Bladder overactivity and hyperexcitability of bladder afferent neurons after intrathecal delivery of nerve growth factor in rats

Naoki Yoshimura*, Nelson E. Bennett, Yukio Hayashi, Teruyuki Ogawa, Osamu Nishizawa, Michael B. Chancellor, William C. De Groat, Satoshi Seki

*Corresponding author for this work

Research output: Contribution to journalArticlepeer-review

140 Scopus citations


Nerve growth factor (NGF) has been proposed as an important mediator inducing bladder overactivity under pathological conditions such as spinal cord injury, bladder outlet obstruction, or cystitis. We therefore examined the effects of chronic NGF treatment on bladder activity and the properties of bladder afferent neurons. In adult female rats, NGF (2.5 μg/μl) was infused continuously into the intrathecal space at the L6-S1 level of spinal cord for 1 or 2 weeks using osmotic pumps (0.5 μl/h). Bladder afferent neurons were labeled with axonal transport of Fast Blue injected into the bladder wall. After intrathecal injection of NGF, cystometrograms under an awake condition showed bladder overactivity revealed by time-dependent reductions in intercontraction intervals and voided volume. ELISA analyses showed significant increases in NGF levels in L6-S1 dorsal root ganglia of NGF-treated rats. In patch-clamp recordings, dissociated bladder afferent neurons exhibiting tetrodotoxin (TTX)-resistant action potentials from NGF-treated animals were larger in diameter and had significantly lower thresholds for spike activation compared with sham rats. In addition, the number of TTX-resistant action potentials during 600 ms depolarizing pulses was significantly increased time dependently after 1 or 2 weeks of NGF application. The density of slowly inactivating A-type K+ currents was decreased by 52% in bladder afferent neurons with TTX-resistant spikes after 2 week NGF treatment. These results indicate that increased NGF levels in bladder afferent pathways and NGF-induced reduction in A-type K+ current density could contribute to the emergence of bladder overactivity as well as somal hypertrophy and hyperexcitability of bladder afferent neurons.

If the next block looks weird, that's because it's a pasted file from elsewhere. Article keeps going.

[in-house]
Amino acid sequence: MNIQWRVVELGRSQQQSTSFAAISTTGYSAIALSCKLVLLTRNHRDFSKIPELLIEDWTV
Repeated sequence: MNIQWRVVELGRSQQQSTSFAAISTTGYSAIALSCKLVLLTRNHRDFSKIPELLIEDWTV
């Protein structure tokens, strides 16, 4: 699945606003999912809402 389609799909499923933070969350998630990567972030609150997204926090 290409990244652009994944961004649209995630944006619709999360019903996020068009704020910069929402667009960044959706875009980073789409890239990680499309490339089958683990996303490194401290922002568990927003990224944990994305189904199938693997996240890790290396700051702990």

Original languageEnglish (US)
Pages (from-to)10847-10855
Number of pages9
JournalJournal of Neuroscience
Issue number42
StatePublished - Oct 18 2006


  • Dorsal root ganglion
  • K current
  • Na current
  • Nerve growth factor
  • Rat
  • Urinary bladder

ASJC Scopus subject areas

  • General Neuroscience


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